Thursday, June 30, 2016

What about the Other Judicial Nominees?

It finally happened.

372 days after President Barack Obama nominated him to serve as a district judge for the US District Court for the State of Nebraska, Robert F. Rossiter Jr. finally got the gig.

This past Monday, the US Senate voted, 90-0, to confirm Rossiter, who's also the newly-elected president of the Nebraska State Bar Association...and the Purdue University and Creighton University grad (he got his doctorate at Creighton) assumed the bench yesterday.  
Congratulations to Rossiter...and all the very best to him. 

Now it's time for the two dozen other district-judge nominees to get their confirmations. 

In fact, it's long been time.

One of the reasons Rossiter's got a new job is US Sen. Deb Fischer (R-NE),
who fought like you-know-what to get the Eighth Judicial District a replacement for the now-retired Joseph Bataillon. 

On the other side of the coin...Fischer's one of the US senators fighting like you-know-what to prevent Merrick Garland from even having a hearing as Obama's nominee to replace the now-deceased Antonin Scalia.

You know the big Republican rationale: "No president has ever nominated anyone for the US Supreme Court during an election year, and the Senate has never voted to confirm a Supreme Court nominee during an election year. And no Supreme Court justice ever took the oath of office in an election year."

That's the same line Fischer gave me and so many other Nebraskans when she received emails that pleaded for a hearing for Garland.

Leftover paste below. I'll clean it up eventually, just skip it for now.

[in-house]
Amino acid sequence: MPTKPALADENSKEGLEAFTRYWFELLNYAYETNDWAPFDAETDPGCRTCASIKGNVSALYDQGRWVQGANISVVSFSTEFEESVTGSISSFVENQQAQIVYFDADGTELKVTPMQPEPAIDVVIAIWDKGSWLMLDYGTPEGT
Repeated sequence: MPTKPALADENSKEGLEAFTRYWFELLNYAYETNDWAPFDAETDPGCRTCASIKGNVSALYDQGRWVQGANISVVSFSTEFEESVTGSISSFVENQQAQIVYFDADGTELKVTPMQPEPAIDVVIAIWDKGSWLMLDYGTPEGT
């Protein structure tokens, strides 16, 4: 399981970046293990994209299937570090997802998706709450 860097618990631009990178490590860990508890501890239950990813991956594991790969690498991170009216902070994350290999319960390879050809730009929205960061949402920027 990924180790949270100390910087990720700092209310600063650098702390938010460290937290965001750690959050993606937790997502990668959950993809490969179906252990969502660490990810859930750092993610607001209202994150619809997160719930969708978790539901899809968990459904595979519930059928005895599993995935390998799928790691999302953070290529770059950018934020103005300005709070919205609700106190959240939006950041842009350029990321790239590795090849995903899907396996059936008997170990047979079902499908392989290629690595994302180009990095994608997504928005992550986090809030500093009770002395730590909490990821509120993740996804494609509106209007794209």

Fischer turned 37 in election year. (Guess who she voted for on 11-8-1988.) 

1988 was also the year where, 49 days into the year, a 51-year-old Californian named Anthony Kennedy became the newest SCOTUS justice.

How about it, you Senate Republicans?

Isn't it time to give Garland his due?

How much longer does he have to wait? 

Tuesday, May 31, 2016

Goodbye, Decatur

Things were starting to look up for the World Championship Old-Time Piano Playing Contest and Festival- at least from a competition standpoint- as a new century arose. The contest was now firmly established as a Decatur, IL attraction, what with the perfect location (the newly-renamed Holiday Inn Select)...a venue where ragtime fans no longer had to worry about it raining on the parade.

What could go wrong?

We'll tell you later.

But first...let's talk about the 2000 version.

That year, 23 contestants weighed in (14 in the Regular Division, nine in the Junior Division); while eight JDs were trying to wrestle the division's crown away from the new kingpin, Adam Yarian, everybody in the RD group fought to get the newly-vacated title...left open because the then rules said that Brian Holland couldn't go after a fourth straight championship.